There are other restrictions that I would suggest be applied to maximize the benefits that derive from such a currency. These relate to who is allowed to redeem it for dollars (e.g., only local business operators), when they are allowed to redeem it (perhaps several months or years in the future), and on what terms (maybe at a 10% discount from face value). Each of these would encourage the local currency to change hands many more times and thus provide a greater stimulus to the local economy.

Q5: Does Tenino’s model resemble any other community currencies you’re aware of? How do these currencies differ from each other, generally?

The Tenino currency resembles a great many other local currencies around the world that are all backed by conventional money and follow the ‘convertible local currency’ (CLC) model. Examples include the Bristol Pound and Brixton Pound in the UK, Toronto Dollars and Salt Spring Island Dollars in Canada, and Berkshares in the US.

Further, Salt Spring Island Dollars and Tenino currency both have appeal as collectibles and will never be redeemed for dollars, thus providing a windfall profit for the community.

Q6: Many currencies base their value on how the public perceives its value. For example, the US dollar is the world’s most accepted currencies because people know they can spend it in most places. How do you convince individuals and businesses to use it and trust it?

A: Political currencies, like the US dollar, have the support of their governments and central banks. The US dollar has the “full faith and credit” of the US government behind it and it must be accepted “for all debts, public and private.” These are the factors that cause it to be generally acceptable as payment. As the global reserve currency, the US dollar is in high demand among the banks and governments of other countries, despite the fact of rapidly rising UD government debt and the dollar’s continual loss of purchasing power.

Community currencies do not have those same advantages so they must stand on their own feet as credible credit instruments. What makes such a currency credible, sound, and acceptable in trade is its redeemability either in conventional money, or in goods and/or services that are generally desired and needed.

Q7: If a community currency wants to survive for the long-term, what does it need to do?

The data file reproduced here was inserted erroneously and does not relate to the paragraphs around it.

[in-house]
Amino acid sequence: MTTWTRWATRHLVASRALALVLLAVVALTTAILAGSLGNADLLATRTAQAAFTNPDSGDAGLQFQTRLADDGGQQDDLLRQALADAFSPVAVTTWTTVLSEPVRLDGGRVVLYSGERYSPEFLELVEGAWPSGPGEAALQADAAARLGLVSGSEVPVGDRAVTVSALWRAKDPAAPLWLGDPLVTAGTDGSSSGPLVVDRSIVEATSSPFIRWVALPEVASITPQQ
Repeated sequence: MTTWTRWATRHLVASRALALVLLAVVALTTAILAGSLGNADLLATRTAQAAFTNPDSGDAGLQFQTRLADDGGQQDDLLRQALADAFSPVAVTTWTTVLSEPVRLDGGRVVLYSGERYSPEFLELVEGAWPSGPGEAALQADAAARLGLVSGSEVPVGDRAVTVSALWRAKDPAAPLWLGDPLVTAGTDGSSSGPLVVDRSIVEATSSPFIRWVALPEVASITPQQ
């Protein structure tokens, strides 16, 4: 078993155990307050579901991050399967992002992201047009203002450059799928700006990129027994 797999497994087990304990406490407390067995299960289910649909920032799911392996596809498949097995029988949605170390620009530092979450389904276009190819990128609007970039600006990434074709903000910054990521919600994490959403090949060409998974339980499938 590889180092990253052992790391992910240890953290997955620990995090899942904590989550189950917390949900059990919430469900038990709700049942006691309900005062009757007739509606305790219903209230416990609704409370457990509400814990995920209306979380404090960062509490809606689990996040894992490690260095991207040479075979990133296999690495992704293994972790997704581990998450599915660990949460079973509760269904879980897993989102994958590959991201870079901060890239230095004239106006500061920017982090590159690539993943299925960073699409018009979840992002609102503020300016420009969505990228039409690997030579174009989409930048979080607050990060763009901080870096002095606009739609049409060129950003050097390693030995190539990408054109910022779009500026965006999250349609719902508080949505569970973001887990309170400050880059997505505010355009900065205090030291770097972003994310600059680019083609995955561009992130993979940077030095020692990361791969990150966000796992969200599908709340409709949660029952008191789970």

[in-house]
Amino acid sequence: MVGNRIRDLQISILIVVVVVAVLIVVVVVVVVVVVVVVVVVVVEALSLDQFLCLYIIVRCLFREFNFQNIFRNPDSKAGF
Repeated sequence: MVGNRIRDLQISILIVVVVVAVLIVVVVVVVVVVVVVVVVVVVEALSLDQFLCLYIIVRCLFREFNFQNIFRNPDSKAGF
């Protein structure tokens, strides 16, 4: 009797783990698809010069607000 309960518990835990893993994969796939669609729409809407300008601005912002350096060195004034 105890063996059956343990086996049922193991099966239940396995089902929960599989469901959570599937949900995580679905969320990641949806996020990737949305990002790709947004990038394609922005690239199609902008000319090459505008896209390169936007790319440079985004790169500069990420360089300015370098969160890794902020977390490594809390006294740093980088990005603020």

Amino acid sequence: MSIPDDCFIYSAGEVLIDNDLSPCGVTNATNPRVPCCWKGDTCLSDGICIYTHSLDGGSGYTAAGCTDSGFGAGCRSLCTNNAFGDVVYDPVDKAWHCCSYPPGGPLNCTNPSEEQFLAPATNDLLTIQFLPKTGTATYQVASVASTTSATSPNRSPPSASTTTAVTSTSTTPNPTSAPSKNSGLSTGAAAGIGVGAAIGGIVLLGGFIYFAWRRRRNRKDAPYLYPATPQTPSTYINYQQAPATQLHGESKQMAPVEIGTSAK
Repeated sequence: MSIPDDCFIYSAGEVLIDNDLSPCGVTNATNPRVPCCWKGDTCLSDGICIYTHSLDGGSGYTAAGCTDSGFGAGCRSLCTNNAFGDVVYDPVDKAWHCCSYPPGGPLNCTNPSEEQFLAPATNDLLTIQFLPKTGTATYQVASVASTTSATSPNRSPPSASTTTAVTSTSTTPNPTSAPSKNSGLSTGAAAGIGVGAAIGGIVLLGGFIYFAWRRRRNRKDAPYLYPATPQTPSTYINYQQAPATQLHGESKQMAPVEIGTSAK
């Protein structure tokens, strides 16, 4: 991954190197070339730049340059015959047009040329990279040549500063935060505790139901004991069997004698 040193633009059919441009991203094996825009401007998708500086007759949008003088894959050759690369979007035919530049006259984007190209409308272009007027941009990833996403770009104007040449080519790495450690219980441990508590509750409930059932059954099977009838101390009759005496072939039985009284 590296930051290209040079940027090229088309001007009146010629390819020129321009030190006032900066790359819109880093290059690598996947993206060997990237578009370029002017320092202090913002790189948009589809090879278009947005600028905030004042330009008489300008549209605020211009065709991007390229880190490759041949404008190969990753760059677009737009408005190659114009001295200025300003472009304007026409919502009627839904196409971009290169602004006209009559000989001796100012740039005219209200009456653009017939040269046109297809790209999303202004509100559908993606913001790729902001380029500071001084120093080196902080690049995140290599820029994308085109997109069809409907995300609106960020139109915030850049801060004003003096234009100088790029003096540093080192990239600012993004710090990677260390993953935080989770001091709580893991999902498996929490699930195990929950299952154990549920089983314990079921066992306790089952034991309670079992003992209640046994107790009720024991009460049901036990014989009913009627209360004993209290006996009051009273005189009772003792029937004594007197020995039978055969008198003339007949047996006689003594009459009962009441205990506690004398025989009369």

To survive long-term, a community currency must be issued into circulation on a sound basis or foundation; it must be usable as payment for a wide variety of essential goods and services; it must be have the support of the local business community.

Specific design and operation details are provided in my various writings and presentations, including my article, How to Bring Liquidity Into an Economy, Free of Interest, Inflation, and Boom and Bust Cycles, and my most recent book, The End of Money and the Future of Civilization.

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2020 May Newsletter

In this issue

  • What could be nicer than this?
  • Planet of the Humans
  • The Need to GROW
  • Trade Exchanges and Credit clearing are No Longer Experiments, They’re Mainstream Business

There is so much going on these days, and so much I want to share with you that I hardly know where to stop. Yet, I do not wish to overwhelm my readers, so I’m choosing to keep my newsletters short. Whether they also become more frequent will depend on my own state of overwhelm and how the spirit moves me in the weeks ahead. In this edition I’m starting off on a lighter note with an amusing presentation by one of my longtime favorite authors. Oh, and by the way, there’s nothing in here about Covid-19. That’s not for lack of serious concerns or important sources to share, but I think we all need to take a break from it, so I’ll leave that for next time when we’ll get into it big time.
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What could be nicer than this?

Take a few minutes to relax and be amused. Whether or not you’ve ever been a fan of Kurt Vonnegut, as I have, I’m sure you’ll enjoy this lecture he gave in 2004 on the Shape of Stories.
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Planet of the Humans

This new and controversial documentary by Jeff Gibbs and Michael Moore lays out the hard, cold facts about our energy intensive way of living and the implausibility of renewable energy sources ever being able to replace fossil fuels. The inevitable conclusions are that we humans need to reduce our energy consumption, stop the growth of our population, and start making better public policy choices regarding infrastructure and technologies.

But vested interests have refused to believe the obvious facts and are intent of continuing on the present path in order to protect their material fortunes. In Tucson, where I live, tens of millions of dollars are being wasted on road widening projects just to deliver traffic more quickly to the downtown bottlenecks, a policy that in the process has been killing off more pedestrians and bicyclists and raising noise pollution to maddening levels.